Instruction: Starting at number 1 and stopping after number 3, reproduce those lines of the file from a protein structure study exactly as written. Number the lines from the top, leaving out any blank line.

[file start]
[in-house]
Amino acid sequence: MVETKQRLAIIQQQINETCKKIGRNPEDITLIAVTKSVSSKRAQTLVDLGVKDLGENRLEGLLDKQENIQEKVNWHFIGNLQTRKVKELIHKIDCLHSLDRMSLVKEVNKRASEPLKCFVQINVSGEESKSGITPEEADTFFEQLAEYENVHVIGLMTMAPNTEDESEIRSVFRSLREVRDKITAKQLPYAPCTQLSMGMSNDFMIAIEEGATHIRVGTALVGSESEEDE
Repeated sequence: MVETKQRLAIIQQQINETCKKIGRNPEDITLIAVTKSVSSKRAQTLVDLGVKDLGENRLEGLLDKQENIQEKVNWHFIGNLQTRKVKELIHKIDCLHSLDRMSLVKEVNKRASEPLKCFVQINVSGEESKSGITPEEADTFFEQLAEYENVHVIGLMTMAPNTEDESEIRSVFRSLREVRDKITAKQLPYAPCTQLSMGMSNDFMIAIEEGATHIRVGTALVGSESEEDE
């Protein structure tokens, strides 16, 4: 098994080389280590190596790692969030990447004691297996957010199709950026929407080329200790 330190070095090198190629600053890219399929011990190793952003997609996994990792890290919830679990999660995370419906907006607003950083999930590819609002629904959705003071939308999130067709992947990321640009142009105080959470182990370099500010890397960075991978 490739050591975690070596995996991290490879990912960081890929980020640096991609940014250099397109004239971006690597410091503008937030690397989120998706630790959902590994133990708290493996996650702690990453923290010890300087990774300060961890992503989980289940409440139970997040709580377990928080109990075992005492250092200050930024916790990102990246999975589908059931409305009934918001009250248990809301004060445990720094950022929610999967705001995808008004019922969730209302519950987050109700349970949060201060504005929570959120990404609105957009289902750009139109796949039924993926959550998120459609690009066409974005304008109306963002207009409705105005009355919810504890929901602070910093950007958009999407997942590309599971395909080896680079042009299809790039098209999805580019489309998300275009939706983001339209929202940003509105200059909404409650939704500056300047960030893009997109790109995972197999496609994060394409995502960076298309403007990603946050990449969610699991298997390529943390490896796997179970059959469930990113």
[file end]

[in-house]
Amino acid sequence: MVETKQRLAIIQQQINETCKKIGRNPEDITLIAVTKSVSSKRAQTLVDLGVKDLGENRLEGLLDKQENIQEKVNWHFIGNLQTRKVKELIHKIDCLHSLDRMSLVKEVNKRASEPLKCFVQINVSGEESKSGITPEEADTFFEQLAEYENVHVIGLMTMAPNTEDESEIRSVFRSLREVRDKITAKQLPYAPCTQLSMGMSNDFMIAIEEGATHIRVGTALVGSESEEDE
Repeated sequence: MVETKQRLAIIQQQINETCKKIGRNPEDITLIAVTKSVSSKRAQTLVDLGVKDLGENRLEGLLDKQENIQEKVNWHFIGNLQTRKVKELIHKIDCLHSLDRMSLVKEVNKRASEPLKCFVQINVSGEESKSGITPEEADTFFEQLAEYENVHVIGLMTMAPNTEDESEIRSVFRSLREVRDKITAKQLPYAPCTQLSMGMSNDFMIAIEEGATHIRVGTALVGSESEEDE